Are Ofsted inspections helpful for choosing secondary schools?
By Blog Editor, on 1 March 2023
By Sam Sims.
Each year, the parents and carers of around half a million pupils submit applications to attend their preferred secondary schools. This decision usually determines the quality of the education that their child receives between age 11 and 16, when they take their GCSEs.
A 2017 YouGov poll found that just under half of parents looked at Ofsted reports to inform their choice. Besides proximity to home, Ofsted inspection judgments were cited as the most important influence on their choices.
Parents put enough weight on these judgements that Rightmove displays the inspection judgements of nearby schools for each of the properties listed on their website. Indeed, research shows that when schools’ Ofsted ratings increase, the price of nearby houses also increase as parents move into the ‘catchment area’.
Ofsted also argue that inspections support school choice: “Inspection provides important information to parents… [who] should be able to make informed choices based on the information published in inspection reports.”
However, one reason to doubt whether Ofsted can inform school choice is that many schools haven’t been inspected for several years. Consider a parent who was choosing a school in October 2013. They might be reading a report from an inspection that was conducted in 2011, and their child wouldn’t start at the school until September 2014. Of course, parents are really interested in how good the school will be in the five years after that (2014 to 2019).
So are Ofsted inspections really helpful for informing secondary school choice? To find out, John Jerrim, Christian Bokhove, and I analysed all inspections of mainstream secondary schools conducted between 2005 and 2015. We focused on inspections from this period – under the old inspection framework – so that we could look up what really happened to the pupils who subsequently attended these schools.
For our hypothetical parent, we found that the most recent inspection report across our 2,538 secondary schools was on average 1,040 days (almost 3 years) old by the time their child would begin at the school. Reports were even older in many schools rated ‘Good’ or ‘Outstanding’, which are inspected less frequently (Figure 1). These long lags mean that half of the headteachers in place when the most recent inspection was conducted were no longer in post when the child would have started at the school.
Figure 1: lags between last inspection and school entry
But perhaps old inspection grades are still informative? To tests this, we looked at whether the most recent inspection judgement predicted pupil outcomes during the period in which our hypothetical child would have actually attended the school – between 2014 and 2018.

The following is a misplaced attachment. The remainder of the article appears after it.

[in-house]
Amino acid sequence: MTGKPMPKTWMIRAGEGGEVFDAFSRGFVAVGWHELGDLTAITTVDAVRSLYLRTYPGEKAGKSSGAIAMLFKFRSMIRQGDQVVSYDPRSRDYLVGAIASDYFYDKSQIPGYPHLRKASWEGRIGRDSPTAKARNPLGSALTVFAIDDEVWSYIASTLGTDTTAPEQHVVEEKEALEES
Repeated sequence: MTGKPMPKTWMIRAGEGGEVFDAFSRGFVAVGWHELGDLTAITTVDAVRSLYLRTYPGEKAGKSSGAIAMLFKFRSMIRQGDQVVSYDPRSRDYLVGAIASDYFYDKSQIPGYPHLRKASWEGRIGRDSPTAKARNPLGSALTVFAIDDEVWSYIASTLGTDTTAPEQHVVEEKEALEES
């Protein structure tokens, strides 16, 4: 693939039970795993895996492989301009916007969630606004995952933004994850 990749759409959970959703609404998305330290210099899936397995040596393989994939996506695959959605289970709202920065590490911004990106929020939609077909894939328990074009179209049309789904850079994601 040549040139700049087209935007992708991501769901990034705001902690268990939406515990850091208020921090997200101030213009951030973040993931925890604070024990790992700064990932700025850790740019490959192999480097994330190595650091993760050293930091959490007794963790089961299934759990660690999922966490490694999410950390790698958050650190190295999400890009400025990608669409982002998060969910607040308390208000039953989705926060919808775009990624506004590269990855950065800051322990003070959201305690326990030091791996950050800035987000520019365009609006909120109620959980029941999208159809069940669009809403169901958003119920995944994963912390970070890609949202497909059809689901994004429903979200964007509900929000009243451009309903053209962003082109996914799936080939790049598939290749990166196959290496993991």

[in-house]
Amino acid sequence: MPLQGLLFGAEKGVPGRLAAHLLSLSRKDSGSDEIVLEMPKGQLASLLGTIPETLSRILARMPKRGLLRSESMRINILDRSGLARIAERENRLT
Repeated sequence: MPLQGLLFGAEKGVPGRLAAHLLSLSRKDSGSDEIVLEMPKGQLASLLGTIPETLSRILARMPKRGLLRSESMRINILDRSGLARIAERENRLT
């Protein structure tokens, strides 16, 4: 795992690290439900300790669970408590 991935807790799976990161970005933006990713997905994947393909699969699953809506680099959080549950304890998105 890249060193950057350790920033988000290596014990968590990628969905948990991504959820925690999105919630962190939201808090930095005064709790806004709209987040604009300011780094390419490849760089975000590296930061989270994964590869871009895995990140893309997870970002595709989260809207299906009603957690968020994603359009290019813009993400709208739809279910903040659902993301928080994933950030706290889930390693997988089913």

Figure 2 shows the results when we rank schools based on average pupil GCSE attainment across 8 subjects. Schools on the far left have the lowest average attainment in the country and those on the far right have the highest. It is clear from the graph that pupils who attend a school with higher Ofsted grades at the time of application go on to attain higher.
Figure 2: School average Attainment 8 ranking by Ofsted judgement, unconditional
However, Figure 2 may simply reflect a self-fulfilling prophecy in which rich parents of high achieving children buy houses near ‘Outstanding’ schools. In Figure 3, we therefore control for pupil prior attainment, admission type, and pupil deprivation. The difference in school rankings across the four Ofsted judgements now collapses – the ranking of schools is very similar across Ofsted judgements.
Indeed, once we control for the school exam results that were available to our hypothetical parents at the time they made their choice, there is no longer any detectable difference between schools rated ‘Good’, ‘Requires Improvement’, or ‘Inadequate’. Only an ‘Outstanding’ judgement was associated with a (0.1 standard deviation) increase in pupil results.
Figure 3: School average Attainment 8 ranking by Ofsted judgement, conditional
But perhaps it’s misplaced to expect inspection judgements to add value to predicting exam results? It might be argued that inspections inform parents primarily by gathering evidence of what it is really like ‘on the ground’ in a school, which may not be adequately captured by exam results?
We tested this by looking at a range of quality metrics that would be easier for inspectors to observe than for parents. We found small differences on pupil absence rates, no differences in parental satisfaction, and (again) no detectable difference between the bottom three judgments in terms of parent reported behaviour standards.
By and large, inspection reports are not particularly useful for parents choosing secondary schools. The same could be achieved by simple applying intuitive labels like ‘Good’ or ‘Requires Improvement’ to schools based on their Progress 8 scores. The one exception to this is the ‘Outstanding’ judgement, which is informative. However, we recommend that parents think twice before paying more money for a house because it is near a ‘Good’ school.
Is there any way that inspections could better inform school choice? We found that there is a stronger relationship between Ofsted judgements and pupil progress if inspections were less than two years old. However, given that 88% of schools are currently inspected only once every five years, moving to inspect every school biennially would be a costly reform.